23/04/2019 at 00:57 #113084Jörgen AndreassonParticipant
There are some strange inconsistencies in how the stress test is performed, perhaps someone can straighten them out for me.
Success and failure are based on rolling more or less TQ dice and compare them against the stress level. What happens if you roll an EQUAL number of dice to the stress level. According to the rules as written you pass of you roll more dice and fail of you roll less. It say nothing about what happen if you roll an equal amount of dice (which can happen of the unit have en even number of members).
Also…. WHY do you add/remove dice for leaders… this make no sense since it have nothing to do with passing the test. The number of dice rolled will not have a huge impact on the chance of success more or less if the leader are good or bad… to some degree it perhaps will since the less dice you have the harder or easier it is to pass or fail the roll, but that depends on the answer to the first question. But having an even or odd number of dice is more important for passing or failing the roll.
The third question is also about why you roll a dice for every member of a unit in the first place for morale and stress rolls. It make no real sense from a game mechanic perspective and I don’t see the artefact having any real life proof either. Is it more likely for a small group to fail its moral role than a larger group for example, perhaps it is?!?
But the worst thing is that an even group are far worse of for passing a morale test than an odd group is. I really don’t think this is the case in reality or how morale, stress or confidence actually work. As long as the leader of the group manage to keep its shit together then the group is quite likely to keep functioning so if the leader is one of the even members that pass the test the group should be pretty safe from a realistic perspective.
This is also why I don’t think a larger group is better at passing morale test than a small group. A leader who manage to keep his calm are far more likely to push his men forward and together in a small group than in a large group where his pull is weaker on the individual soldier. This then offset the power of the larger group having one of its members wounded for example.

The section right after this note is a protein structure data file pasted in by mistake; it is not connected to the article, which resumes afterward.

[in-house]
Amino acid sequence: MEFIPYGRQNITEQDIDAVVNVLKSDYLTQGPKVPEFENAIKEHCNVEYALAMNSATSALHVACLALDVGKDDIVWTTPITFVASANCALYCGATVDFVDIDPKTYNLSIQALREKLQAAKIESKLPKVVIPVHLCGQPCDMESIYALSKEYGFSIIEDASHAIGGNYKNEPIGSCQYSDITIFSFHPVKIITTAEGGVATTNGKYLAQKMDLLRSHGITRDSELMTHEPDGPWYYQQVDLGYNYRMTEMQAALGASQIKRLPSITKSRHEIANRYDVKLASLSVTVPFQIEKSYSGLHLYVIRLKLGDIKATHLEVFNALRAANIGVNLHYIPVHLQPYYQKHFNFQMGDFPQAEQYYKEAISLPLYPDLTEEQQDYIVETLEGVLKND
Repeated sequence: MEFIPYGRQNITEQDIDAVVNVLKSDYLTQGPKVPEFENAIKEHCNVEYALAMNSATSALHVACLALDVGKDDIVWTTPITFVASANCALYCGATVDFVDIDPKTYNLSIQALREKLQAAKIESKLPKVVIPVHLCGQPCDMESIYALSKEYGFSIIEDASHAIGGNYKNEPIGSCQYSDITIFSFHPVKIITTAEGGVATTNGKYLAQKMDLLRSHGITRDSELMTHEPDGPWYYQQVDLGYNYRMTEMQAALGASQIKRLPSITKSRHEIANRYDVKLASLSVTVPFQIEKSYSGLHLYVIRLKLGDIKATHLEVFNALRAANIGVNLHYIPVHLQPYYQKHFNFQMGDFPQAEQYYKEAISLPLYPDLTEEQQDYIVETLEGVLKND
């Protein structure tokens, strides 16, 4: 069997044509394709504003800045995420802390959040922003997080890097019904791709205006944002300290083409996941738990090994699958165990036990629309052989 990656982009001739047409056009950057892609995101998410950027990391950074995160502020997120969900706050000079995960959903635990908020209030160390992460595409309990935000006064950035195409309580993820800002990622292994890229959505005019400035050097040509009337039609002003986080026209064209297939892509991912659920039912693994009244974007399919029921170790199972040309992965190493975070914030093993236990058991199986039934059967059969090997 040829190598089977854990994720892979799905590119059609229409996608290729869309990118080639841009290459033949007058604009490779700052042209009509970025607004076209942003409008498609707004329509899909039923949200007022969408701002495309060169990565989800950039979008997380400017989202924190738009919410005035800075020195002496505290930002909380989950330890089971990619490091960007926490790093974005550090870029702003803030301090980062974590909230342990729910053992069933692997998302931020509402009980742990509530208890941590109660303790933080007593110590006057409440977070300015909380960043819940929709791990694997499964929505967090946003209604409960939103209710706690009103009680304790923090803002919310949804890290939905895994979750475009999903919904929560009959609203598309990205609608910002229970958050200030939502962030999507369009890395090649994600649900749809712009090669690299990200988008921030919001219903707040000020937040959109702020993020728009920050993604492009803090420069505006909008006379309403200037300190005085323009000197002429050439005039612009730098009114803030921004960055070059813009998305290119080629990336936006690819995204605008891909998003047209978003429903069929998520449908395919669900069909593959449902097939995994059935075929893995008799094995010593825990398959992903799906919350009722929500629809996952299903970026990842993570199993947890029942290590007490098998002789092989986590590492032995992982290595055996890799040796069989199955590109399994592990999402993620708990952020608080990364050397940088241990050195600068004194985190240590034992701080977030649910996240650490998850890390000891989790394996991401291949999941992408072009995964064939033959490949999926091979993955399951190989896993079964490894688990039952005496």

Personally I just roll a single dice, it is quicker and make more sense from a game mechanic perspective and the end result are more or less the same. It also fix the stress problem above.
Please correct me or tell me why I should not do this?24/04/2019 at 19:44 #113227maggicoParticipant
If you roll an equal number is a failure. Rule states more than half.
You add or remove only if you are using the rule about positive or negative leader. If you don’t have such leader, there are no modifiers.
For the third I don’t have an answer. In a real life the fact that a leader is a good leader or not it’s difficult to recreate in a game. If you are a small team of three men, it’s likely that if someone is a casualty is more difficult to have nerves to continue. But, too, a group of ten rookie can flee at first occasion, good leader or not.24/04/2019 at 21:51 #113240Jörgen AndreassonParticipant
Problem is that the rule for stress say that you only fail if you roll less than half successes. So on equal roll you can argue the same for both failure and success but which one is it suppose to be?
My main problem with the mechanic is how different the likelyhood of failure or success is depending on an odd or even number of dice you throw. This is also the problem with adding or removing a dice for a leader. A +1 leader can potentially make the roll worse since rolling odd dice is better then rolling an even amount of dice. I rather roll 3 dice than 4 if I need to roll more success than failure.
If you have a small team of two and get one casualty you roll one die for morale… This is far easier to pass than getting one casualty in a team of three models and roll two dice.
That is why I think just rolling a single die make more sense from a game mechanic perspective…. It also is faster and more transparent.
- You must be logged in to reply to this topic.